14. A reading of the Schedule to the Order also shows that where there are two communities with the same name, one having affinity with a tribe and the other not having anything to do with such tribe and both are treated as Scheduled Tribes the community which has affinity with another tribe is shown alongwith it in the same group against a single entry and the other is shown against a different entry. This is illustrated by the inclusion of the 'koya' community having affinity with 'Gonds' in Entry No. 18 and the 'koya' community having no such affinity in Entry No. 33 of Part IX of the Schedule to the Order. If the Parliament intended to treat the appellant's community also as a Scheduled Tribe, it would have shown 'Mana' community under a separate entry. No such entry is found in the Schedule.

15. Some arguments were addressed at the Bar on the basis of the difference in the punctuation marks used in Entry 12 and in entry 18. It is well known that punctuation marks by themselves do not control the meaning of a statute when its meaning is otherwise obvious. Hence we do not feel that we should deal with it in greater detail having regard to the nature of this case.

16. We are, therefore of the view that the 'Mana' community included in Entry No. 18 can only be that which has affinity with 'Gonds' and any other community which also bears the name 'Mana' but does not have any such affinity cannot be deemed to fall within the scope of 'Mana' in Entry No. 18.

17. The appellant has categorically admitted in the course of his evidence that there was no connection between his community and Gonds. His evidence is, 'We have no concern with the Gond community also. The customs and traditions with regard to marriage of our community are different from those of the Gonds'. He has also stated in his deposition that 'I have no concern whatsoever with Gonds. There are sub-castes amongst Gonds. Some of them are Arak, Gowari, Raj gond, Bada Magia, Madia, Ojha and Wanjari. It is not true that Mana is a sub-caste of the Gonds. There is no community known as Gond'. That the appellant was a member of the 'Mana' community which has the qualification of 'Kshatriya' is established by his admission in his deposition that he was a member of the Kshatriya Mana Shikshana Sahayak Mandal, Chandrapur. Although in another part of his statement of objections, there are some contradictory statements, the following plea in para 9 of the said statement makes it obvious that there is a community called Kshatriya iBidwaik Mana community:-

9-As to Para 11 :-It is admitted that the respondent No. 1 was the Vice-President for some time and also an active worker of the Kshatriya Bidwaik Mana Shikshana Samastha. The object of the said institution was not limited to spread education amongst the boys belonging to Kshatriya 'Bidwaik Mana community, and it is denied that the said society has been founded in order to give educational facilities to the students belonging to this community only.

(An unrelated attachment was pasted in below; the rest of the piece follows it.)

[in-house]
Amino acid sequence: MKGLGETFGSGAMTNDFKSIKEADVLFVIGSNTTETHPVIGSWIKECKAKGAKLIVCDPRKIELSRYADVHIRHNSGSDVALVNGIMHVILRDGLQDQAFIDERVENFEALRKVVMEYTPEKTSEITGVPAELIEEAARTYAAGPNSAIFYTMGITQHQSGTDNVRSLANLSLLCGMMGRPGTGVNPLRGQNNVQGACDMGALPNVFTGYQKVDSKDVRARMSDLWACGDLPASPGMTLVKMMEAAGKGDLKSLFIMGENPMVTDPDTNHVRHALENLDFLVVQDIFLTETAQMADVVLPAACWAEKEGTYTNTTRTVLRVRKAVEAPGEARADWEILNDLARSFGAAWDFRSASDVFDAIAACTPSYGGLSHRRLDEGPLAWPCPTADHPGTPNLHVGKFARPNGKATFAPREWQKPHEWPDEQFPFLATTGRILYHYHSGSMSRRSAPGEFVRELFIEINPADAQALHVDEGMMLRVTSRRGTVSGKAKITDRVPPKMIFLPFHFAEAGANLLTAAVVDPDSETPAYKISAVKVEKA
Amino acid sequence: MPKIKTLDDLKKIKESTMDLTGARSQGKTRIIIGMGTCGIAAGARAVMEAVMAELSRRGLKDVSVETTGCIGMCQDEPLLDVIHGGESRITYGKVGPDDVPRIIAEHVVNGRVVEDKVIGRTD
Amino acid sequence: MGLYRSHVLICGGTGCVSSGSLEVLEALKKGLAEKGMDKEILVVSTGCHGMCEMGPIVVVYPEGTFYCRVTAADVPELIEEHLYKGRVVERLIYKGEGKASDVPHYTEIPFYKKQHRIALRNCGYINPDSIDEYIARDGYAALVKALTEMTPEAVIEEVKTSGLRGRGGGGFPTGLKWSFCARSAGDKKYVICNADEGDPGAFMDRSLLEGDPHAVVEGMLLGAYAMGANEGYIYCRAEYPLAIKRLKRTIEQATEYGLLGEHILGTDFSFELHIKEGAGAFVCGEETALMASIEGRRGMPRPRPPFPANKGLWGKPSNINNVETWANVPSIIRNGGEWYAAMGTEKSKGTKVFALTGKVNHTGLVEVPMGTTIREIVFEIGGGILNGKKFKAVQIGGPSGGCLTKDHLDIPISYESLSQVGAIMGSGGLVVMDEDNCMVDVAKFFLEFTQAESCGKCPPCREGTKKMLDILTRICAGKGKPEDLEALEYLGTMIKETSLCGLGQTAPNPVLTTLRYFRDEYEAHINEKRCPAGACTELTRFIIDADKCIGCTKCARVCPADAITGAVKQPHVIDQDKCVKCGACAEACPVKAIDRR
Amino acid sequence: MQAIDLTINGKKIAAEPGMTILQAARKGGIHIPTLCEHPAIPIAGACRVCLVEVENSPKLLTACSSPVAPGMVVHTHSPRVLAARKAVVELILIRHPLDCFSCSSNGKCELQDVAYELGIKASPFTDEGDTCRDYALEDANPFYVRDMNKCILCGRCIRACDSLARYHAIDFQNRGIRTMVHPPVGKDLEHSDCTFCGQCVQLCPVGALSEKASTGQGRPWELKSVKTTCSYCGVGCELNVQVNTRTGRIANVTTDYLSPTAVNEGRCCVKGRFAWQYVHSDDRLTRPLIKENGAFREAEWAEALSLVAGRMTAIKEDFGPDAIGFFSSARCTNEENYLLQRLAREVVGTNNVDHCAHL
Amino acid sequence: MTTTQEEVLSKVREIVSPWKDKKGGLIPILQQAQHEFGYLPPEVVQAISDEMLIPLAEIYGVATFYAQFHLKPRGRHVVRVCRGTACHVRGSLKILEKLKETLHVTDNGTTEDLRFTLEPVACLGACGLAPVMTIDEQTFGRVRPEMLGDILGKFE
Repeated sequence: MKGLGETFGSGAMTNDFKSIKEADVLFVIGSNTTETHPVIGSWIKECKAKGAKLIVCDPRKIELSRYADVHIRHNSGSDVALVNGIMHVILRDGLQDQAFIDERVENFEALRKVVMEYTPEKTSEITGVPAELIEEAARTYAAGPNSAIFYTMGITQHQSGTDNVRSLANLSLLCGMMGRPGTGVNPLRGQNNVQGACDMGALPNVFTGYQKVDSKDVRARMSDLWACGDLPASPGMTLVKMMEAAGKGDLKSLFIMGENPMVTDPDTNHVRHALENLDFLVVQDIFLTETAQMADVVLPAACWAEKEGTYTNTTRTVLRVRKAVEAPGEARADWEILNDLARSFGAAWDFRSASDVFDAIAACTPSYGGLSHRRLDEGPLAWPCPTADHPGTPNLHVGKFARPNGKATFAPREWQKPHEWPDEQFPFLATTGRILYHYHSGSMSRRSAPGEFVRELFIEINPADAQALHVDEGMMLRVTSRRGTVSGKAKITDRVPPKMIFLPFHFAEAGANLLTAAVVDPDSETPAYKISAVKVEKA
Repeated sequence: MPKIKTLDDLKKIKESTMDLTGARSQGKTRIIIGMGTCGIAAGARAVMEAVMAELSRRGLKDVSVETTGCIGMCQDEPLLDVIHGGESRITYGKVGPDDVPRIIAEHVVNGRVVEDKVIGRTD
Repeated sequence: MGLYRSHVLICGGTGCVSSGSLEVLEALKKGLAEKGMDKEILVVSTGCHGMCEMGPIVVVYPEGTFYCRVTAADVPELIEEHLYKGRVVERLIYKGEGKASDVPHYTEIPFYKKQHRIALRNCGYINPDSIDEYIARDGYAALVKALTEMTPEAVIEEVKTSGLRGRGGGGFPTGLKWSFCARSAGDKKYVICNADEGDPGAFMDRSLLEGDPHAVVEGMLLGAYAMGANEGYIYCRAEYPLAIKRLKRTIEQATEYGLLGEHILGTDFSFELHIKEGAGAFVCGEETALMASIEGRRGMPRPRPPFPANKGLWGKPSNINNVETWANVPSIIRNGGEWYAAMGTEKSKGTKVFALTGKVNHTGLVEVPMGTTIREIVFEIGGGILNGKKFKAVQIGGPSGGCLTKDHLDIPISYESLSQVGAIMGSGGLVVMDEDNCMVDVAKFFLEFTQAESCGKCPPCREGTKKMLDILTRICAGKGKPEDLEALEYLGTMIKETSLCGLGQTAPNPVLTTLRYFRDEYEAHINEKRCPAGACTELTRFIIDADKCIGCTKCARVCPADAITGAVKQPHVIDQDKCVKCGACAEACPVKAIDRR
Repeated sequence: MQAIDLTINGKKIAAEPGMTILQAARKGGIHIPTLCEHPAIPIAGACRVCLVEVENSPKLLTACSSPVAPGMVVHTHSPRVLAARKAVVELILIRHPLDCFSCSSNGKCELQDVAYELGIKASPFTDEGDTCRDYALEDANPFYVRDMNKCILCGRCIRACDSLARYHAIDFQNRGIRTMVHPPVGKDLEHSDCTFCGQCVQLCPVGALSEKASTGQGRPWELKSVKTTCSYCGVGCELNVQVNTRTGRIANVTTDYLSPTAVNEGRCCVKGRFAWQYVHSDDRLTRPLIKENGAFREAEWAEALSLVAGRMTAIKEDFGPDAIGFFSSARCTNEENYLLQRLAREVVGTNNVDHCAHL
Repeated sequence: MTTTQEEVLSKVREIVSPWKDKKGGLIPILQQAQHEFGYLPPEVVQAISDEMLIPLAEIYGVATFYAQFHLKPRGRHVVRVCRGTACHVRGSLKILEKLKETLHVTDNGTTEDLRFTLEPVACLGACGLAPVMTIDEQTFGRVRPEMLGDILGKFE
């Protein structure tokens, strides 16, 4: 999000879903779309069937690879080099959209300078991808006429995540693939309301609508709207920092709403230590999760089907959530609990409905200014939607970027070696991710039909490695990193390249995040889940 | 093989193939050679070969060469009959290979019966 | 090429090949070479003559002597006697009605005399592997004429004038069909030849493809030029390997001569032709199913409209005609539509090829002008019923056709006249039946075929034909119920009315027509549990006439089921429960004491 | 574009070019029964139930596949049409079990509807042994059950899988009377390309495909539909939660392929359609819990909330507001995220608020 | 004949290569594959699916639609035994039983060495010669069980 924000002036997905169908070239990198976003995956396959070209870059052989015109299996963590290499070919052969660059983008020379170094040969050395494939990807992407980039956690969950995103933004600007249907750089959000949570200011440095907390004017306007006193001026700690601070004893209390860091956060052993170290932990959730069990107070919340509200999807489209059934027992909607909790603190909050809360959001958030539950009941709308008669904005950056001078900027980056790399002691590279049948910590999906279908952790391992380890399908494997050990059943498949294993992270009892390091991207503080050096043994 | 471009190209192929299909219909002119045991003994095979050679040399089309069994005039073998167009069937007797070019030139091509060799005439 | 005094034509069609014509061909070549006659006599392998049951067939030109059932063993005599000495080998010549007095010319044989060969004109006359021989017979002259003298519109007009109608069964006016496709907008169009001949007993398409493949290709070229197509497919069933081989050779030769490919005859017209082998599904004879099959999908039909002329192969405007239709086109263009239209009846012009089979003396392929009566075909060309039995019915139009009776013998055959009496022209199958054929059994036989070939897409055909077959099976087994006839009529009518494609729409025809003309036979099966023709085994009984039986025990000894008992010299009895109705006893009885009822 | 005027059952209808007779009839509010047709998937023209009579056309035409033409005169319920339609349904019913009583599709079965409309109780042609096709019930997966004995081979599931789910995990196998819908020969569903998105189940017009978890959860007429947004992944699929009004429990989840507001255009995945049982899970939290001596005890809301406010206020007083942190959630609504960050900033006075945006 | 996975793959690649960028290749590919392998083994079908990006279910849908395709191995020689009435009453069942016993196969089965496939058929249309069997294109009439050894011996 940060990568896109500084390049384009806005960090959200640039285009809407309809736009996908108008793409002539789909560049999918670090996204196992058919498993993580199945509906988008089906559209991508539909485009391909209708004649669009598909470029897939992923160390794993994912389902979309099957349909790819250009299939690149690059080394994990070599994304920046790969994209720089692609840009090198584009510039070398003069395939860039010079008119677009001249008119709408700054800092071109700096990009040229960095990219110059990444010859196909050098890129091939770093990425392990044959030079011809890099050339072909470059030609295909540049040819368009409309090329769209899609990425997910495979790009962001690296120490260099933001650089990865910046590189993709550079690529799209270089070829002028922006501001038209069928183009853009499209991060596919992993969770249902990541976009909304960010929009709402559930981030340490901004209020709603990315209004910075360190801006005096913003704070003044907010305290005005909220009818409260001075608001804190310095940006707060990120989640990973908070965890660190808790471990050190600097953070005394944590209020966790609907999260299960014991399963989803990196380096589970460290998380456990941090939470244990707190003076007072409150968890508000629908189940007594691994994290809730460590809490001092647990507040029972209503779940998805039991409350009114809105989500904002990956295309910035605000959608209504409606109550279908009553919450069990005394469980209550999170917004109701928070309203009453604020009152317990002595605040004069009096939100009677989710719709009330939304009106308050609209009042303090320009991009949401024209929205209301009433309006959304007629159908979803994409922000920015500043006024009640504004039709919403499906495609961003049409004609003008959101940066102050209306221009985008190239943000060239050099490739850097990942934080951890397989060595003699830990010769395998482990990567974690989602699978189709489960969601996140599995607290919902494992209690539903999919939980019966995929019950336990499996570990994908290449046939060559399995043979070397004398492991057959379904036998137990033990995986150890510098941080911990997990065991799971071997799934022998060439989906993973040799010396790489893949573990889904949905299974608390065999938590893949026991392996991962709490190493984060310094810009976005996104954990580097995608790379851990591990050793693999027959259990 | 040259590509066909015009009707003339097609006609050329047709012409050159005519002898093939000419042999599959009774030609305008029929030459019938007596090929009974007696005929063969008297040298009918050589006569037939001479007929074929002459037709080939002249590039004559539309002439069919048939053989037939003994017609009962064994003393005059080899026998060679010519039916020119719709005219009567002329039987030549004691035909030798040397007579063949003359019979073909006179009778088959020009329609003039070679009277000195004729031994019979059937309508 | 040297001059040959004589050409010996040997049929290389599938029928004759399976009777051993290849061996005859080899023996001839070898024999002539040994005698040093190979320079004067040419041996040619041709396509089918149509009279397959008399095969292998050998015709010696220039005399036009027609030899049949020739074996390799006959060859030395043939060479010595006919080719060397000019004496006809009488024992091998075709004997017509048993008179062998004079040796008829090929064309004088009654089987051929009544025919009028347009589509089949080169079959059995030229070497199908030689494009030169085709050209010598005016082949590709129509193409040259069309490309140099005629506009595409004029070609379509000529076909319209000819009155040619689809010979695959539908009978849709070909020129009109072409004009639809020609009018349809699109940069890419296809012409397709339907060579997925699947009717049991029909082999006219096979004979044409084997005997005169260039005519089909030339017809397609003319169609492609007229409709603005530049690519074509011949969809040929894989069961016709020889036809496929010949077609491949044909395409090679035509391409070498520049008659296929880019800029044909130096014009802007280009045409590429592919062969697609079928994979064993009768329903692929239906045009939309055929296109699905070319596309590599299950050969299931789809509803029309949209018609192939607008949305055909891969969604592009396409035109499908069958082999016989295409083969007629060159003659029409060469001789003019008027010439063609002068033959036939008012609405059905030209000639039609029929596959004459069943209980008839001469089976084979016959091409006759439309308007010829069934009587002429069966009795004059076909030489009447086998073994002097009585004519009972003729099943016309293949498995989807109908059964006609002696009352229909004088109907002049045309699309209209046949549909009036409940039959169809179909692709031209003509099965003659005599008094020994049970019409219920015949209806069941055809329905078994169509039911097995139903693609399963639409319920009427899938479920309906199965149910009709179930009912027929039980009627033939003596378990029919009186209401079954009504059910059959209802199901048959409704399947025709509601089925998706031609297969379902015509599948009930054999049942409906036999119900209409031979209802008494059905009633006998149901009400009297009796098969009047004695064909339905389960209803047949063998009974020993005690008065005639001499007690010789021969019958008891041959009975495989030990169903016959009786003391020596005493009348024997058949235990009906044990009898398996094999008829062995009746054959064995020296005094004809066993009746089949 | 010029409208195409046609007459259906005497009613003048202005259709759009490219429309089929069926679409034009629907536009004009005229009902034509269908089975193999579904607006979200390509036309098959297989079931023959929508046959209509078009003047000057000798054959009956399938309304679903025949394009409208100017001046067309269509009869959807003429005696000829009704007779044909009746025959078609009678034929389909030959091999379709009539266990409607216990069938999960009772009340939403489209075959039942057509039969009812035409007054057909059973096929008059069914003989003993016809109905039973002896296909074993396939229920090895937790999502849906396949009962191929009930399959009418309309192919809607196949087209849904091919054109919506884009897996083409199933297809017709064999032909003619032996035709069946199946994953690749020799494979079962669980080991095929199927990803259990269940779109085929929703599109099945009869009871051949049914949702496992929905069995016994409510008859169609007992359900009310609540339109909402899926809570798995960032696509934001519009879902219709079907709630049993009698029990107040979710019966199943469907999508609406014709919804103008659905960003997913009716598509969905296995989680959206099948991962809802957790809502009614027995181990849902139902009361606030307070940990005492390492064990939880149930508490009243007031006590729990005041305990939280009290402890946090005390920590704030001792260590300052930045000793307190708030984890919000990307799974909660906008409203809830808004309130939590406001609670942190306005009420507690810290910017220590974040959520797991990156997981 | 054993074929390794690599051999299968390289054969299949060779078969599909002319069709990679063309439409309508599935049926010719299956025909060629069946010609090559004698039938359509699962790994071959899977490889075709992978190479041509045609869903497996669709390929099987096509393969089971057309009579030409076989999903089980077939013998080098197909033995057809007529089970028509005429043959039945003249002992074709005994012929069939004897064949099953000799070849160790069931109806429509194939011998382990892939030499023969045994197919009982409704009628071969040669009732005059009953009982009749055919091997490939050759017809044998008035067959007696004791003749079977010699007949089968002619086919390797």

18. In the appeal filed by the appellant where the question was whether he belonged to a Scheduled Tribe or not, this Court observed:

That there are sub-tribes amongst the Gonds is not denied. Names of some of those sub-tribes are included in Entry 12 of Item 5 of Part VII-A of the Schedule is also a matter which is beyond dispute. The customs, manners, form of worship, and dress of the members of the Maratha Mana community are all different from the customs manner, form of worship and dress of the Gonds. No rational explanation has been suggested why the Parliament should have, while including under Entry 12 several sub-tribes of Gonds, specified Mana under that entry, if Manas had no affinity at all with Gonds. The appellant was uncertain about the claim that he was making. In the nomination paper filed by him he claim to be a Gohd (Mana). His subsequent explanation that he did so because the rules so required cannot be accepted as true. He relied upon the status of a Mana in the belief that all Manas were intended to be given the benefit of the privileges conferred by the Scheduled Tribes Order. He described himself as a Gond (Mana). Realizing thereafter that his community had no affinity with the Gonds he stated that he was not a Gond; that he had nothing to do with the Gonds, and that his community had also nothing to do with the Gonds. He rested his claim solely upon the description in Entry 12 in item 5 of Part VIIA of the Schedule. But the form in which the entry is made prima facie indicates that in the view of the Legislature, Mana was a sub-tribe of Gonds and a Mana who was a member of the sub-tribe of Gonds alone was entitled to the privileges conferred by the Schedule to the Scheduled Tribes Order.

We therefore agree with the High Court that the appellant, merely because he belonged to the Mana community amongst the Marathas, is not eligible to stand as a candidate for election to the Maharashtra Legislative Assembly from the reserved seat of the Armori constituency in Gadchiroli tahsil of Chanda District.

19. The position has not since changed even though the Schedule to the Order is substituted by a new Schedule. There has only been a re-arrangement of the Schedule with slight modification which has no effect on the question at issue in this case.

20. The High Court was, therefore, right in rejecting the case of the appellant that he belonged to a Scheduled Tribe, and in setting aside his election to the Maharashtra Legislative Assembly.

21. In the result the appeal fails and is hereby dismissed with costs.